By Cathie Johnson
Focussed school-wide inquiry is a powerful way for school leaders to engage staff and make a difference for students’ learning outcomes.
My colleague Julie Roberts and I have been reflecting on what we see in our ‘Leadership in Assessment’ workshops and webinars. These confirm the vital role leadership plays in improving learning in schools through focussed inquiry. Good leaders align professional development with that focus to ensure they are making the best use of teachers’ time and energy. Some middle-level school leaders may think of themselves as mentors, rather than leaders; they also have a role to play in leading inquiry, as Mike Fowler discusses in this 2012 article for set.
But we see leaders struggle to close the gap between their intentions and their reality. From our perspective, the two greatest challenges are authentic problem definition, and deciding where the focus of school-wide inquiry should be.
We’ve developed three questions that help school leaders overcome these challenges—we use them in workshops and group discussions—you could ask them of yourself. And no, we’re not suggesting this is as easy as 1, 2, 3. Each question opens up plenty more, but if you try to answer the big questions you’ll begin to close that gap.
1. What improves learning?
School leaders know a lot about learning. This question invites a positive response and generates a flow of ideas. Quite often we see different ideas emerge depending on the audience perspective. For example, a group of first-time principals said: relationships, feedback-feedforward, teachers teaching better, knowing the child, children talking, relevance, student-driven, curriculum personal to the community.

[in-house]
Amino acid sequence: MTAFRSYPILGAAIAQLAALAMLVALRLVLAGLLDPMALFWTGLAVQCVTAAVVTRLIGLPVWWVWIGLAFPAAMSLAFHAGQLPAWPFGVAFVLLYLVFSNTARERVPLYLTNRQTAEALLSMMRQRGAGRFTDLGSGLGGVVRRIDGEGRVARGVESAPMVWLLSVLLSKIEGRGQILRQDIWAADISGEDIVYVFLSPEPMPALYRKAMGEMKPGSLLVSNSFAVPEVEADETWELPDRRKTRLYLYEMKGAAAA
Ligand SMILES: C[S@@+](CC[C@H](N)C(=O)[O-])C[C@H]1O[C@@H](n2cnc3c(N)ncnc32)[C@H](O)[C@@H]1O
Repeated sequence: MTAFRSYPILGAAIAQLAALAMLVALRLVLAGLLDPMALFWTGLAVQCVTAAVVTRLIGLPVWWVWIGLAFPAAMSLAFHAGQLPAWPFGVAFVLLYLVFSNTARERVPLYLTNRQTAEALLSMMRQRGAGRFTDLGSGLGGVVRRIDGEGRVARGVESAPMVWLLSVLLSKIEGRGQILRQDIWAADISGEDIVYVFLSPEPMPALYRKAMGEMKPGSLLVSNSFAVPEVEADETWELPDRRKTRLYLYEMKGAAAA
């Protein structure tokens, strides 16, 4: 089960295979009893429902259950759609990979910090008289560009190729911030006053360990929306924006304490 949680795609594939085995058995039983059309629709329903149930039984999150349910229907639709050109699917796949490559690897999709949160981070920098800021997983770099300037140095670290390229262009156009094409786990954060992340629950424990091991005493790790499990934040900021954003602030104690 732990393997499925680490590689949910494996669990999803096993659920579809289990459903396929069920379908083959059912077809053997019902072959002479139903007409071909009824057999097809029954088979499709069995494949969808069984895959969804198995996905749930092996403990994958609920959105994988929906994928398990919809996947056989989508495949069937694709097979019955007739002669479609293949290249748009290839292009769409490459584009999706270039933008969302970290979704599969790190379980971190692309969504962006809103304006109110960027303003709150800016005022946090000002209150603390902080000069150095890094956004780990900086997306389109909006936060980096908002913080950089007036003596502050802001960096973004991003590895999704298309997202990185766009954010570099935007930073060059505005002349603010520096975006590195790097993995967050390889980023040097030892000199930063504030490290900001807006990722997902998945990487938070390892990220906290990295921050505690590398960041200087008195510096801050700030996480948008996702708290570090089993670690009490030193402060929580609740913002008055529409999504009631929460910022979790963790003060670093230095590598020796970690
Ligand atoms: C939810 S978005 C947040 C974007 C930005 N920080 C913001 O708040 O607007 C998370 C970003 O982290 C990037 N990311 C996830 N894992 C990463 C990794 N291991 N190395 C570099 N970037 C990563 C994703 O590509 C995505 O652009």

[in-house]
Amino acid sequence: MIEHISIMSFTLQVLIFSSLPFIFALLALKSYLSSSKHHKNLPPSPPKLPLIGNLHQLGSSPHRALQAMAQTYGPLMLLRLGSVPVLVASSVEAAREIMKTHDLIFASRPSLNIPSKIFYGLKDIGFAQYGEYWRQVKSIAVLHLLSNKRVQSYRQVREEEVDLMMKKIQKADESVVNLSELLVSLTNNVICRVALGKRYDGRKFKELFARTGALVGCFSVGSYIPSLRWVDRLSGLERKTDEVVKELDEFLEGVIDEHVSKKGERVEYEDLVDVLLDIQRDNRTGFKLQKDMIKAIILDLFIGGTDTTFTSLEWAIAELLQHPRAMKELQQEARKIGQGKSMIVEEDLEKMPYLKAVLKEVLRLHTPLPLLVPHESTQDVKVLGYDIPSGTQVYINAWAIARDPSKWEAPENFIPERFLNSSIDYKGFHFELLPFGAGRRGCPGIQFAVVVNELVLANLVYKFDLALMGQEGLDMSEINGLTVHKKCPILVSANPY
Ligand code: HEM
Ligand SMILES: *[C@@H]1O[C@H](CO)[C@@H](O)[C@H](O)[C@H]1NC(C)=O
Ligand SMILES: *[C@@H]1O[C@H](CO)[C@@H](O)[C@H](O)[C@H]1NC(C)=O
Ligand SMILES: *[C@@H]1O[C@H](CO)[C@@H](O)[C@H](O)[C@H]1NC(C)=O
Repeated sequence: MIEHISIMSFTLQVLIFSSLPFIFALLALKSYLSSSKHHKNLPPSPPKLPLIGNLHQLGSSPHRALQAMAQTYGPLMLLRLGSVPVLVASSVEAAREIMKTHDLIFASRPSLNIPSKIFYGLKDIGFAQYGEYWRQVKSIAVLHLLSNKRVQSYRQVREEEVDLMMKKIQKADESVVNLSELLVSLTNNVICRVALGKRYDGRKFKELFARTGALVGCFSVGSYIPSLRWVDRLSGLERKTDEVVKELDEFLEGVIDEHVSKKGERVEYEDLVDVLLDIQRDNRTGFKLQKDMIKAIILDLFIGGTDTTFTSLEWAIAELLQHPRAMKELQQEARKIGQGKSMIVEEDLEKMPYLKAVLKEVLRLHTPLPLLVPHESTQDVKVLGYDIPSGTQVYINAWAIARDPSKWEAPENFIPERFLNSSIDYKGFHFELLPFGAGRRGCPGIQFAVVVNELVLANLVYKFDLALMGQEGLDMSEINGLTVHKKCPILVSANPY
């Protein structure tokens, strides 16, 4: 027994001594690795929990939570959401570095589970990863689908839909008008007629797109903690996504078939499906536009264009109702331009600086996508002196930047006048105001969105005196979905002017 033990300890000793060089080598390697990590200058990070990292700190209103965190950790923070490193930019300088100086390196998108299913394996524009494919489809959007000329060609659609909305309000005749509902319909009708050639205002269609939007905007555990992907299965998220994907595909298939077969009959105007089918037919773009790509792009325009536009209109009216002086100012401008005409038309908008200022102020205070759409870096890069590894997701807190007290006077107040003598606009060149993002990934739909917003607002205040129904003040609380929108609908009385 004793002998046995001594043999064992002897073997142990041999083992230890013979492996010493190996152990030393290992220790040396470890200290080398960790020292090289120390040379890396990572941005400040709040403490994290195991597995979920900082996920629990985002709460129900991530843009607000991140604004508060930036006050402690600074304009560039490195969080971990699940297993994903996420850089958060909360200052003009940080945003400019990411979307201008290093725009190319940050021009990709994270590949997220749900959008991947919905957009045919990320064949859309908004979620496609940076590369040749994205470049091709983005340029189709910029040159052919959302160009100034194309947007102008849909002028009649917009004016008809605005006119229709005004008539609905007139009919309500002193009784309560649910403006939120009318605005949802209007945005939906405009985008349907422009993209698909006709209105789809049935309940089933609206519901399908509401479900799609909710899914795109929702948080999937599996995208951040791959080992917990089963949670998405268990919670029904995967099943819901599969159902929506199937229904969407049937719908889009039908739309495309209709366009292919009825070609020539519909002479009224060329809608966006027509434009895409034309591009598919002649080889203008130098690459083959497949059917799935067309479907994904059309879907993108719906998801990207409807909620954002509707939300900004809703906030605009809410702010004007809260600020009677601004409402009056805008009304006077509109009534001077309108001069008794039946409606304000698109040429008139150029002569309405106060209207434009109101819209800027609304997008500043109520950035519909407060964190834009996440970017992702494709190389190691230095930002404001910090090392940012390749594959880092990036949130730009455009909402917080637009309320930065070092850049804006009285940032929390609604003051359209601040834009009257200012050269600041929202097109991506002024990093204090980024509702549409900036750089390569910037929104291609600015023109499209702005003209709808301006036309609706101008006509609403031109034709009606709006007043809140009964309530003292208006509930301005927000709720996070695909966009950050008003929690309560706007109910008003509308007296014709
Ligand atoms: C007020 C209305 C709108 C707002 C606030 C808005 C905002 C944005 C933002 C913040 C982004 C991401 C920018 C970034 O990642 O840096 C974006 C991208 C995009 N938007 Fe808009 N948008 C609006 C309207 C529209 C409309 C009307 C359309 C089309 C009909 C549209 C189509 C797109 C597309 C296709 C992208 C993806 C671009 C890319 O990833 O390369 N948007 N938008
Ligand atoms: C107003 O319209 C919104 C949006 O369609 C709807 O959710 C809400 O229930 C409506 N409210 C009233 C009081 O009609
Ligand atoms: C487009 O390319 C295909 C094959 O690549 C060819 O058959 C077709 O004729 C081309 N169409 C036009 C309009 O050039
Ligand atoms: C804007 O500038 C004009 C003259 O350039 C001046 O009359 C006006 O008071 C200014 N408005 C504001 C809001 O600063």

On the other hand, a group of assistant and deputy principals said: relevance, ownership engagement, relationships, scaffolding, questioning, cultural responsiveness, resilience, challenge, critical thinking, wellbeing, risk-taking, purpose, collaboration.
Everything on the lists is important and, if the group was a mixed one, we could find common themes across them:
- pedagogical content knowledge
- relevant local curriculum
- student-teacher partnerships
- identifying the capabilities student require to be successful learners.
Once you have agreement on what improves learning, it’s time for question two.
2. What would make the most difference to improving learning for your learners?
The thinking now shifts from identifying what works generally to what your learners need specifically. From the list you develop in response to question one, what will have the greatest impact in your school? Think about your students’ needs as learners, beyond their academic position. Consider your teachers’ capacity to meet those needs. You’ll begin to narrow down the list and see which areas it makes sense to prioritise for school-wide inquiry. You’re getting closer to the hardest question.
3. What evidence do you have that these things are happening in your school?
What monitoring and tracking take place that tells you these things are either happening or being deliberately developed in your school? How do you know that all your teachers understand and use the practices that you believe will improve your students’ learning?
This question always sparks debate in workshops. We hear comments like, ‘good point, I don’t think we do’, or ‘those things are really hard to measure’, or ‘we’d have to do a lot of work to get our teachers’ heads around that’. And there is generally a collective ‘aha’ moment when participants realise they may need to plan inquiry to examine teachers’ assumptions and perceptions around the area of need they have prioritised.
I’ll leave the questions within the questions for other blog posts. You’ll use more than the 600 words above to identify the focus of inquiry in your school for this year. If you start by focussing on improving learning, your teachers will see the connection between what is needed and what you are asking them to do..
If you want help to work through this process to design a focused inquiry, get in touch. I’m Cathie Johnson and my colleague is Julie Roberts. You can email us at email@example.com. We can help you to decide which assessment data would support your inquiry and help you find clever ways to use the data you’ve gathered to start the conversations you know you need to have.